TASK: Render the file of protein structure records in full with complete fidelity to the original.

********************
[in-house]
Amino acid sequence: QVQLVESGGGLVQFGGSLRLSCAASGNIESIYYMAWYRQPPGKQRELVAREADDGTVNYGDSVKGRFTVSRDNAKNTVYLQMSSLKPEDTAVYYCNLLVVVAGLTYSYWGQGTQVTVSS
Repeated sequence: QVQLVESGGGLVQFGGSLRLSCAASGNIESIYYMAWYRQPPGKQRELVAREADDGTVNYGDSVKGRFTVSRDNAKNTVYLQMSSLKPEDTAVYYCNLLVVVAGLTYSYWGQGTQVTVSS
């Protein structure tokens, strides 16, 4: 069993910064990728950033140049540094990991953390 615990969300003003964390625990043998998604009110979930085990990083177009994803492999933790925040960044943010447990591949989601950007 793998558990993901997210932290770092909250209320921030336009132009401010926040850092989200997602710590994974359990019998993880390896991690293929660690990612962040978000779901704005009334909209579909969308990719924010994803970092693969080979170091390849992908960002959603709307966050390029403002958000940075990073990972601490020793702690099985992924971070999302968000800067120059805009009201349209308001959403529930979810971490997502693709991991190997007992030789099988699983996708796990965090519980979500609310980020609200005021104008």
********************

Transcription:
[in-house]
Amino acid sequence: QVQLVESGGGLVQFGGSLRLSCAASGNIESIYYMAWYRQPPGKQRELVAREADDGTVNYGDSVKGRFTVSRDNAKNTVYLQMSSLKPEDTAVYYCNLLVVVAGLTYSYWGQGTQVTVSS
Repeated sequence: QVQLVESGGGLVQFGGSLRLSCAASGNIESIYYMAWYRQPPGKQRELVAREADDGTVNYGDSVKGRFTVSRDNAKNTVYLQMSSLKPEDTAVYYCNLLVVVAGLTYSYWGQGTQVTVSS
């Protein structure tokens, strides 16, 4: 069993910064990728950033140049540094990991953390 615990969300003003964390625990043998998604009110979930085990990083177009994803492999933790925040960044943010447990591949989601950007 793998558990993901997210932290770092909250209320921030336009132009401010926040850092989200997602710590994974359990019998993880390896991690293929660690990612962040978000779901704005009334909209579909969308990719924010994803970092693969080979170091390849992908960002959603709307966050390029403002958000940075990073990972601490020793702690099985992924971070999302968000800067120059805009009201349209308001959403529930979810971490997502693709991991190997007992030789099988699983996708796990965090519980979500609310980020609200005021104008």